Lobbying legislation brings communal fears for security and shechita
Senior community figures fear that Jewish organisations could cease to function if government plans to curb political lobbying become law.
An internal Jewish Leadership Council briefing paper, seen by the JC, warns its members of the implications of legislation aimed at regulating charities’ political campaigning before general elections.
Communal groups that campaign against policies may in future be breaking the law and could face criminal prosecution, the JLC warned.
The proposed Transparency of Lobbying Bill could hamper communal efforts to protect shechita and brit milah, or could be used to curb attempts to defend Israel.
The JLC document explains the Bill’s proposed key changes to the regulation of campaigning by non-party groups in the 12 months before a general election. It suggests “legitimate awareness-raising activities” could become contentious under the new rules.
Proposals in the Bill, which is due to have its second reading on Tuesday, include reducing the amount of money campaign groups can spend in the run-up to an election.
Staffing costs and the funding of campaign activities in individual constituencies could also be brought into question.
The JLC document states: “The regulatory burdens outlined in the Bill — in addition to the confusion around many aspects of it — will make it difficult for many communal organisations to function.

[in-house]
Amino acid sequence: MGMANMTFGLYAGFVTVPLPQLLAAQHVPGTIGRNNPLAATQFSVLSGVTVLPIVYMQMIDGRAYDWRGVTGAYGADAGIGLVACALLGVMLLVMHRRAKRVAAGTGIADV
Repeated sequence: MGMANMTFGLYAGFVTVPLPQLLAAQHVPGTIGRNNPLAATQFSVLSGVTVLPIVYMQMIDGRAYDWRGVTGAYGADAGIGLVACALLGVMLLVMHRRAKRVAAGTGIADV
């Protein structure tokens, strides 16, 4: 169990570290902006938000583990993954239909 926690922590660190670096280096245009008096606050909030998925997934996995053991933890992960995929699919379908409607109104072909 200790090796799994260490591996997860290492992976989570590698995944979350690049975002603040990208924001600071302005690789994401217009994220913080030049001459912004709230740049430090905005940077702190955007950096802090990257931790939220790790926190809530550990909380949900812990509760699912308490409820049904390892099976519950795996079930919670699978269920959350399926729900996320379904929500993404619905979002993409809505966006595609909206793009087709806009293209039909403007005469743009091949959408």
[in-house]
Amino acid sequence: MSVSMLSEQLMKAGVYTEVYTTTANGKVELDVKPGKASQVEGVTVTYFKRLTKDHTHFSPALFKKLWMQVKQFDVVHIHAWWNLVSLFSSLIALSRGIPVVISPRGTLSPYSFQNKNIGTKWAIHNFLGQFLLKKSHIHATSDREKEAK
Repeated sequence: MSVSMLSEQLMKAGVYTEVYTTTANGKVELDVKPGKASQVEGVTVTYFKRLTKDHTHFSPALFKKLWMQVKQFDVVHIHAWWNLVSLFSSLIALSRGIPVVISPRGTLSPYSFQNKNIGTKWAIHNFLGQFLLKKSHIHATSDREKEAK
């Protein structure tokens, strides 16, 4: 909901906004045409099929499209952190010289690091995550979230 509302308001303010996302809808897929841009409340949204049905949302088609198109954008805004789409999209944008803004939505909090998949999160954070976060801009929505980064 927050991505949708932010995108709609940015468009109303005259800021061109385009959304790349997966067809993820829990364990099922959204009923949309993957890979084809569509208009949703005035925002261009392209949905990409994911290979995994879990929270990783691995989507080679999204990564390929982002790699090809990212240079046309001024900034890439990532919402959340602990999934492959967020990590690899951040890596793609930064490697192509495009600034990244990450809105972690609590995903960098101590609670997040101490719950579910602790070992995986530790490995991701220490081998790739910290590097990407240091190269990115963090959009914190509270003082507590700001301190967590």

“[They] would not know with any degree of certainty whether they were acting within the law, leaving them open to the risk of prosecution.”
A similar briefing paper leaked by the Electoral Commission last weekend concluded that the plans were flawed and unworkable. The Bill has also been described by experts as “a dog’s breakfast” and “unenforceable”.
Organisations including the National Council for Voluntary Organisations (NCVO) and the Trades Union Congress, have warned of the implications for free speech and for charities’ ability to do their day-to-day work.
Hope Not Hate, which campaigns against extremism, said the plans amounted to a “gagging Bill, limiting democracy, political involvement and criticism”.
The JLC and Board of Deputies, which both co-ordinate communal delegations to government, are registered as charities. More than a dozen constituent members of the JLC are charities — many of them hold their own meetings with ministers, and organise campaigns on issues including health and welfare, security and pro-Israel activism.
The JLC said it had signed up to a protest being organised by the NCVO.
The Cabinet Office said the planned legislation would create “greater transparency”.